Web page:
We both tend to be DIY minded people, plus we had a budget that pretty much ruled out hiring a professional. In the end the project was neither as easy nor as hard as we thought it would be, but we are definitely pleased with the results. Sorry about the before and after pictures that were taken at different times of the day, at different angles, and with different lenses. We're going with the flow here these days; I hope you can still get a feel for the much-improved-ness.
During the research phase of this project I became obsessed—for quite some time—with the idea of staining the floors. I wanted them to be dark. Mocha-ish, espresso-ish, it didn't really matter what dark beverage-ish they would be, I just knew that I wanted dark. In the end, we decided not to stain at all because of time constraints. Not because of the three men that tried to tell me that I didn't really want to stain my floor and why is it that whenever you say you want something different somebody tries to tell you that you actually just want what everybody else has? Anyway, I conducted a very scientific survey for myself where I treated a portion of the floor with stain + polyurethane and another portion with just the polyurethane. I decided that for the extra three days it might cut off our finishing time, I could live without stain.
I know some of you are probably curious about the process of refinishing a hardwood floor, so I have happily compiled a thorough list/tutorial of what we did. Of course our experience will be different from yours, but this may help you prepare yourself:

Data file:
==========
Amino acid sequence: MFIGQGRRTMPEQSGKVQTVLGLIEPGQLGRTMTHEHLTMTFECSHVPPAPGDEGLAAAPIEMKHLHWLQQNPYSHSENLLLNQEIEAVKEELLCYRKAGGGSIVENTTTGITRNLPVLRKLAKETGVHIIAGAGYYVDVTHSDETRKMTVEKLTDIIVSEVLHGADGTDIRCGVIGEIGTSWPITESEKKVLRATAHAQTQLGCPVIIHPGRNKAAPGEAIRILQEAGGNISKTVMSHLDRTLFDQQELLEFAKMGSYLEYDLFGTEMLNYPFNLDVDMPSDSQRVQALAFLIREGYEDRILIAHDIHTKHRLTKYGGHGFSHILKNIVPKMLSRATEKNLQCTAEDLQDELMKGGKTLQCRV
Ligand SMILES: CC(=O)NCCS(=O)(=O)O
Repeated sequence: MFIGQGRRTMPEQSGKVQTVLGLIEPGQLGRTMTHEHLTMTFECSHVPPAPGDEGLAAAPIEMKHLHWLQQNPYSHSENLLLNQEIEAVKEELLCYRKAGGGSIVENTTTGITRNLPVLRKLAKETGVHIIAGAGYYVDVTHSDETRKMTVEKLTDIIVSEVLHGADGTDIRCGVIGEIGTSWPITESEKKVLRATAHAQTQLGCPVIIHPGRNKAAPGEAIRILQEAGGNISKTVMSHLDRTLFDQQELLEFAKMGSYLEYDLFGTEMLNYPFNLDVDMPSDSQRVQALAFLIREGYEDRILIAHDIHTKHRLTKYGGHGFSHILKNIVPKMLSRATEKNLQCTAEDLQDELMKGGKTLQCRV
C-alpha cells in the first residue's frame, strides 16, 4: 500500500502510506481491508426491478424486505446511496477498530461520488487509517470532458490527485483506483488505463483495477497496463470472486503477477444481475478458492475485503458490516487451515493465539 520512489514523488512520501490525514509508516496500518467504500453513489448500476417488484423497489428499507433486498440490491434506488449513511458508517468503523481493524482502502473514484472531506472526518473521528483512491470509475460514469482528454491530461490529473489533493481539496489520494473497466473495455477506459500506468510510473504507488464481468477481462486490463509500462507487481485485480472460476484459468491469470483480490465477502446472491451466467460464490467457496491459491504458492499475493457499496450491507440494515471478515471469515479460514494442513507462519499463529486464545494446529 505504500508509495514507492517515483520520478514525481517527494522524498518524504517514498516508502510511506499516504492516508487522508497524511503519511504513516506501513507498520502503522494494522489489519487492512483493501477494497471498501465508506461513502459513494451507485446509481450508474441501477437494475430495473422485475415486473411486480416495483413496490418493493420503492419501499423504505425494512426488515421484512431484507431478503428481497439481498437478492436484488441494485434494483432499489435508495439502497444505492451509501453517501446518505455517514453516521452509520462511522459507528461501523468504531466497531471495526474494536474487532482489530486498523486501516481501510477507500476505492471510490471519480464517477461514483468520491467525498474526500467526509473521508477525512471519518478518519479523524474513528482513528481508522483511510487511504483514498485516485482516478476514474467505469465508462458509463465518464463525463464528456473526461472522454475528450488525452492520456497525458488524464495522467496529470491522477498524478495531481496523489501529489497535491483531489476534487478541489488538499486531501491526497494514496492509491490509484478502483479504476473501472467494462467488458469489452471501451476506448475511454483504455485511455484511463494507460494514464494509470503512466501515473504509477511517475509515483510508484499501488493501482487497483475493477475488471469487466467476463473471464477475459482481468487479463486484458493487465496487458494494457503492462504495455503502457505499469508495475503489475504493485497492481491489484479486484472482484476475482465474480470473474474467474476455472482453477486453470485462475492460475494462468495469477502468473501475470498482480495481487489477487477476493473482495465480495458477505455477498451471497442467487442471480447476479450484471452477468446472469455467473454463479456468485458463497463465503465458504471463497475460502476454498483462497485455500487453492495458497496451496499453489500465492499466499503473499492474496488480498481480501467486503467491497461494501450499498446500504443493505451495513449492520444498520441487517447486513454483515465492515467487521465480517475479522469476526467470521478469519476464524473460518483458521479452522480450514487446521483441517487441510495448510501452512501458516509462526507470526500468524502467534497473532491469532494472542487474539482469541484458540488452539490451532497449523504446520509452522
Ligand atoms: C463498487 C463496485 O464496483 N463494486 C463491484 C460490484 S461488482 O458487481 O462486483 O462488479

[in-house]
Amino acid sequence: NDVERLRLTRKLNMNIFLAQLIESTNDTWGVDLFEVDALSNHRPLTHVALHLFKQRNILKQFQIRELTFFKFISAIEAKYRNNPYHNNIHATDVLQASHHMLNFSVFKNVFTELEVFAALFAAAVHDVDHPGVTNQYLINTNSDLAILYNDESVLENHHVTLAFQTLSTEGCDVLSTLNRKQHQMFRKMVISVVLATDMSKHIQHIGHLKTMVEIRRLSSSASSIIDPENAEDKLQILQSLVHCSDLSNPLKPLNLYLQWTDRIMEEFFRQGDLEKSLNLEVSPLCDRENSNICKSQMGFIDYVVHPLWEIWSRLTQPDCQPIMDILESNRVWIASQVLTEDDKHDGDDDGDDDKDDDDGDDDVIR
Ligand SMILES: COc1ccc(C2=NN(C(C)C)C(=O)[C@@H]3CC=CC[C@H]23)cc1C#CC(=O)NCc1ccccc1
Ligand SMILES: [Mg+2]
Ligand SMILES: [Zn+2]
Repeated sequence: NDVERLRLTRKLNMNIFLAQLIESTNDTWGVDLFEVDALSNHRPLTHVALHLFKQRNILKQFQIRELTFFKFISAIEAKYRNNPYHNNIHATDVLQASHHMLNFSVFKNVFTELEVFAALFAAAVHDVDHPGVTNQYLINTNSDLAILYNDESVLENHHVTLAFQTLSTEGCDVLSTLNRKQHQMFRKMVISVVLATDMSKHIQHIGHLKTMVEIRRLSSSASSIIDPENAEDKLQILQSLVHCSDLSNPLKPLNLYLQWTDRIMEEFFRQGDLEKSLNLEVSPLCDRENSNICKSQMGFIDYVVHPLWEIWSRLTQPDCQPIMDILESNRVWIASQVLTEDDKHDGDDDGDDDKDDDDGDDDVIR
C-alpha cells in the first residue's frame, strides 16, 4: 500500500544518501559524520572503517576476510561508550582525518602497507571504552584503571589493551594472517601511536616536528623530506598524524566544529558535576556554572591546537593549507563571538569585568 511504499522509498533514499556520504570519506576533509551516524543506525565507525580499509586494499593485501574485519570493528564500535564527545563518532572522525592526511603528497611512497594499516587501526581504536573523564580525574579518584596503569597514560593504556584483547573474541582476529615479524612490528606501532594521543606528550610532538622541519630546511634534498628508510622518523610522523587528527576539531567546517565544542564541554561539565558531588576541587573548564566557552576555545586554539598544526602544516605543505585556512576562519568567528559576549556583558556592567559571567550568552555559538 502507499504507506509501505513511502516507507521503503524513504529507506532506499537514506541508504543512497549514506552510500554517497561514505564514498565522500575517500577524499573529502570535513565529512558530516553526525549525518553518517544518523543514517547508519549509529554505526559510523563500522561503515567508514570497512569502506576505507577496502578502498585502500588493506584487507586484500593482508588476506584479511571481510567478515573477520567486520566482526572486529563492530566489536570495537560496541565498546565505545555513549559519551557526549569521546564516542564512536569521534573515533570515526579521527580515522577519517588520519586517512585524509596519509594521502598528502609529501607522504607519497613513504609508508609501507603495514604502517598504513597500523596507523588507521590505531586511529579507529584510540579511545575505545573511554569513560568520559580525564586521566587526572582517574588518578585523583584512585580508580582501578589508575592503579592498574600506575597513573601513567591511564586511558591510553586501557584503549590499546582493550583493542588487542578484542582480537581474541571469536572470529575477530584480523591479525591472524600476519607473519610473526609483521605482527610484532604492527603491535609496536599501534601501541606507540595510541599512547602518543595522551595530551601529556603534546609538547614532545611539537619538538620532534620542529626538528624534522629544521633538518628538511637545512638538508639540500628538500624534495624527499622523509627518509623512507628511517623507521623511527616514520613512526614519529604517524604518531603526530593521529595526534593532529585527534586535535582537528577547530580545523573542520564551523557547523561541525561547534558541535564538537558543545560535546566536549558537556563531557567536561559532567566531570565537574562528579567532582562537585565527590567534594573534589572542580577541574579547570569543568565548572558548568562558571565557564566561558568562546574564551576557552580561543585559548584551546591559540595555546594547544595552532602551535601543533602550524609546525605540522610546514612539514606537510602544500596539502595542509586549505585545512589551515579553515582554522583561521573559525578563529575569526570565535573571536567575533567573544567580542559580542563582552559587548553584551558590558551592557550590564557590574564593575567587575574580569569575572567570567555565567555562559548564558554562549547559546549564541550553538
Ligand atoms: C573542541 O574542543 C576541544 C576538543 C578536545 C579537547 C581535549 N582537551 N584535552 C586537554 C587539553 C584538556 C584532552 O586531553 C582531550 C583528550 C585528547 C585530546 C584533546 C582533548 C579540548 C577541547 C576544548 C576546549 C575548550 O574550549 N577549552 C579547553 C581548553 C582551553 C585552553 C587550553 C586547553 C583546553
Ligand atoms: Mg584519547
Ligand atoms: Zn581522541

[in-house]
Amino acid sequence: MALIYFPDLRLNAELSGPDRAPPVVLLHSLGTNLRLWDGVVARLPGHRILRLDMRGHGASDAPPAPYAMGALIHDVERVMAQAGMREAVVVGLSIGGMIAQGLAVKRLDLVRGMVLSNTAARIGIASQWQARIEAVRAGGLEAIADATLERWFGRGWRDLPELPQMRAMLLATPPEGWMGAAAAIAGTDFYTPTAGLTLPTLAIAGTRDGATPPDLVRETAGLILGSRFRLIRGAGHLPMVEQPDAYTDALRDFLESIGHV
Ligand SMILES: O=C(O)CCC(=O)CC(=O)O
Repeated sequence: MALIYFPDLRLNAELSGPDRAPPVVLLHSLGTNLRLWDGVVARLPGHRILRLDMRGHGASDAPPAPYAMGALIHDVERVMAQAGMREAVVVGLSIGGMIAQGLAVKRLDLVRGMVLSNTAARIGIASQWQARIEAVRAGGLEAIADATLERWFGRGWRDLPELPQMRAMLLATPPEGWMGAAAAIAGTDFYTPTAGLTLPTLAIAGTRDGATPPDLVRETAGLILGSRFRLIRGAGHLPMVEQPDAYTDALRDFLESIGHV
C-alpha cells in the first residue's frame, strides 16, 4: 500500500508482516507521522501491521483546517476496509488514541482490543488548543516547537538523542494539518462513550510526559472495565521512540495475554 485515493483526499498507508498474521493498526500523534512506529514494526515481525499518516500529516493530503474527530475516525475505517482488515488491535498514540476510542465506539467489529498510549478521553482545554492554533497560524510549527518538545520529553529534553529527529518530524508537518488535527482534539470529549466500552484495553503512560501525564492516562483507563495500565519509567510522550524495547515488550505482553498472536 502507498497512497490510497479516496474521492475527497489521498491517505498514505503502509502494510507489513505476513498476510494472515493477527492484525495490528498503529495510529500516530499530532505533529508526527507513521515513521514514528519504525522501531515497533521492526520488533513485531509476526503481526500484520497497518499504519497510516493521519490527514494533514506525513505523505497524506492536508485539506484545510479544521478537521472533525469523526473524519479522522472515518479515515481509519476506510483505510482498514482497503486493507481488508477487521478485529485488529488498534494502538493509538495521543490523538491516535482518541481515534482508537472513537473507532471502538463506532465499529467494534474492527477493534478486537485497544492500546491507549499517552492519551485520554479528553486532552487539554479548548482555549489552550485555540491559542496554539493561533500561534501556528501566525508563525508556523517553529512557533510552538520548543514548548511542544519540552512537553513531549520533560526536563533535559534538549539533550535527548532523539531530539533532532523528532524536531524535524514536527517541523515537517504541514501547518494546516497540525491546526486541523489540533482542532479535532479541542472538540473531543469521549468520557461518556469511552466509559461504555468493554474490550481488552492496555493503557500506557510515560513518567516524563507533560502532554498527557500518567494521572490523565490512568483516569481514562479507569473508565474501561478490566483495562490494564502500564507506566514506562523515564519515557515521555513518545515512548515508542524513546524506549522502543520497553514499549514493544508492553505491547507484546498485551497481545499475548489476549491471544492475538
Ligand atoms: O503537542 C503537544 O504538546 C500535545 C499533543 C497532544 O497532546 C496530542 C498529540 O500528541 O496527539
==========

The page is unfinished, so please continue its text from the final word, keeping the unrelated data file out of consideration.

1. Decide to refinish your floors.
2. Conduct intense internet research via Google. Pay little to no attention to sites that say you should hire a professional.
3. Remove baseboard trim from all rooms that will be refinished.
4. Wonder if you actually should have removed baseboard trim.
5. Wonder where to put the trim while you refinish.
6. Cover all heating vents and doorways to rooms what will not be refinished with plastic to keep dust from getting in.
7. Obsess over stain color.
8. Rent a giant sander (not a drum sander or a belt sander, you want the random kind).
10. Sand some more.
11. Realize that your random sander isn't going to take the old varnish off as nicely as you had hoped.
13. Decide to get quotes from professionals to do just the sanding.
14. Get quotes from 2 professionals.
15. Try to maintain polite attitude while they tell you that you're dumb for wanting to stain your floors.
16. Be completely shocked at the price of having your floor sanded by a professional.
18. Return to Plan A. (see #8)
19. Sand more.
20. Sand with a hand-held random orbital sander.
23. Sand on you hands and knees with a piece of sandpaper.
25. Sand to within an inch of your life.
29. Go over the floor with tack-cloth to pick up the dust that the vacuum missed.
30. Tack cloth.
31. Tack cloth.
32. Tack cloth.
33. Decide that you're okay with not staining the floor.
34. It is important to own this decision.
35. Tack cloth.
36. Lay down a coat of polyurethane. (Yay! You're almost done!)
37. Wait at least four hours.
41. Wait at least two days before you move anything into the house. Waiting longer is even better, especially when it is cold.
42. Admire your new floors!
43. Try not to allow yourself to look too closely at some spots.
44. Notice a few spots where you didn't get all of the previous varnish off.
45. Kick yourself for not doing #25 more.
46. Put down an area rug.
47. Wonder when your house will stop smelling like poly.
48. Smile at your floor every time you walk on it.
49. Tell all of your friends that you did-it-yourself.
50. Pat yourself on the back.
(* Don't you think for a second that this is actual advice. We both still claim to know next to nothing about refinishing floors.)
P.S. Don't forget to vote on the poll on my side bar if you haven't already!